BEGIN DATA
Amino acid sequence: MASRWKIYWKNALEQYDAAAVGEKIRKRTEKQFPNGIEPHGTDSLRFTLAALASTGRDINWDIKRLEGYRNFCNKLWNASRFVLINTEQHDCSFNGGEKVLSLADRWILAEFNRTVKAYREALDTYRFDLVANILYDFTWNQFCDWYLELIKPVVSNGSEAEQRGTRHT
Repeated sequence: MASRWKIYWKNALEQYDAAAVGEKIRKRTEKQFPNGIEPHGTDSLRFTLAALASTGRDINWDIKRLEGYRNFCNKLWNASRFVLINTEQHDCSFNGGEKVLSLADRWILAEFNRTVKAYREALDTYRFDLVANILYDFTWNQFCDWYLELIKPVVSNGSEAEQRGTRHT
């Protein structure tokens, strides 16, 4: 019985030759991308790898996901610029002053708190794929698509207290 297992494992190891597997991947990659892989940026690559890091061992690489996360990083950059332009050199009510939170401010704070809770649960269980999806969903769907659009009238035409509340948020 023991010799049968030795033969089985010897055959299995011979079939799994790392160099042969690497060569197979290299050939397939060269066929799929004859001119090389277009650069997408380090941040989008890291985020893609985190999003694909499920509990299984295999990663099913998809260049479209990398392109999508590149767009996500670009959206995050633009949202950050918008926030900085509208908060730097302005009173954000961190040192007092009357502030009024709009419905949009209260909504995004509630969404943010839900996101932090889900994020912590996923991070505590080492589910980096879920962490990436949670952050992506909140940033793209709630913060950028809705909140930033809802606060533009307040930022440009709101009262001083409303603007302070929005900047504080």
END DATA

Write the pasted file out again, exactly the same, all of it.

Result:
Amino acid sequence: MASRWKIYWKNALEQYDAAAVGEKIRKRTEKQFPNGIEPHGTDSLRFTLAALASTGRDINWDIKRLEGYRNFCNKLWNASRFVLINTEQHDCSFNGGEKVLSLADRWILAEFNRTVKAYREALDTYRFDLVANILYDFTWNQFCDWYLELIKPVVSNGSEAEQRGTRHT
Repeated sequence: MASRWKIYWKNALEQYDAAAVGEKIRKRTEKQFPNGIEPHGTDSLRFTLAALASTGRDINWDIKRLEGYRNFCNKLWNASRFVLINTEQHDCSFNGGEKVLSLADRWILAEFNRTVKAYREALDTYRFDLVANILYDFTWNQFCDWYLELIKPVVSNGSEAEQRGTRHT
């Protein structure tokens, strides 16, 4: 019985030759991308790898996901610029002053708190794929698509207290 297992494992190891597997991947990659892989940026690559890091061992690489996360990083950059332009050199009510939170401010704070809770649960269980999806969903769907659009009238035409509340948020 023991010799049968030795033969089985010897055959299995011979079939799994790392160099042969690497060569197979290299050939397939060269066929799929004859001119090389277009650069997408380090941040989008890291985020893609985190999003694909499920509990299984295999990663099913998809260049479209990398392109999508590149767009996500670009959206995050633009949202950050918008926030900085509208908060730097302005009173954000961190040192007092009357502030009024709009419905949009209260909504995004509630969404943010839900996101932090889900994020912590996923991070505590080492589910980096879920962490990436949670952050992506909140940033793209709630913060950028809705909140930033809802606060533009307040930022440009709101009262001083409303603007302070929005900047504080």